“I’m looking to educate those people and increase their knowledge of health and what steps they can take to reduce their chances of disease in the future,” she says. “If I can help make a difference, I want to be able to.”
Hometown: Brentwood, California
Major: Criminology, law & society
Year: First-year graduate student
Sport/positions played: Basketball/forward
Significant athletic achievement: Big West Defensive Player of the Year for three straight seasons; most rebounds (927) in program’s history
Fun factoid: Being half Chamorro (Guamanian), he plays for Guam’s national basketball team every year, traveling around the world to compete. So far, he’s been to Papua New Guinea, the Philippines and China.
Mantra: “Control what you can control.”
A defensive specialist who emerged this season as leader of UCI’s history-making men’s basketball team – which notched its first-ever win in the fabled March Madness NCAA tournament – Jonathan Galloway loves to slap away shots and pull down rebounds.
Off the court, he’s pursuing a career in which he’ll also be a “stopper” – a crime stopper. The future police officer, at 6-foot-10, certainly has the physical presence to intimidate would-be bad guys.
Galloway, 22, who earned a bachelor’s degree in criminology, law & society at UCI in 2018 and is working on his master’s, continues to nurture his hoop dreams beyond the Anteaters.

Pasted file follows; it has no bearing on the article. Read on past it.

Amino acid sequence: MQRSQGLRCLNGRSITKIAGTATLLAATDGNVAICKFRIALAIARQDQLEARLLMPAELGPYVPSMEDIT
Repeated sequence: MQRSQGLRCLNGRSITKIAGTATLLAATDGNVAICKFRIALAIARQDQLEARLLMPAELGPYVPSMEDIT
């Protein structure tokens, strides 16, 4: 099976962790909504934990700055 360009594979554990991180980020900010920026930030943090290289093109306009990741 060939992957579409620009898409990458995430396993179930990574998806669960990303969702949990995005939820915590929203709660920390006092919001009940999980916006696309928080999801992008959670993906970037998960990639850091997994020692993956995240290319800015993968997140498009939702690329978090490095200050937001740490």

This past season was Galloway’s last year on the team (he redshirted as a freshman and so was able to play one year as a graduate student). His coaches have said that he’s definitely pro material.
“I’m trying to get an agent right now and play professionally for as long as I can,” he says. “I see myself in Europe.”
His father, Kenny, who died a few years ago, was a correctional officer in the Bay Area – where Galloway grew up – for more than 15 years. And Galloway has several other relatives in law enforcement.
“I just really want to work with the community,” he says. “That’s the appeal of it.”
Galloway interned for UCI Public Safety during the spring quarter of 2018. “I took a lot of bike theft reports,” says Galloway, who as an Anteater logged 13 steals on the court in the 2018-19 season himself. He says he enjoyed the daily interactions between officers and students.
“The men and women of that department use every opportunity they have to make a positive impact on the community,” Galloway notes. “This is something that reinforced my aspirations to become a police officer in the future.”
He says this year was so epic for Anteater basketball that it’s difficult to pinpoint just one defining moment.
“If I had to, I’d pick upsetting Kansas State during the NCAA Tournament. Once the buzzer went off, so many different emotions began to overwhelm my teammates and me. Being able to reach our goal of advancing in the tournament was special. That was something we set out to do before the season even started,” Galloway says.
“Having the whole university and the community of Irvine behind us made the win that much better. Accomplishing that with our team is a memory I will cherish for the rest of my life.”
Originally published in the Spring 2019 issue of UCI Magazine.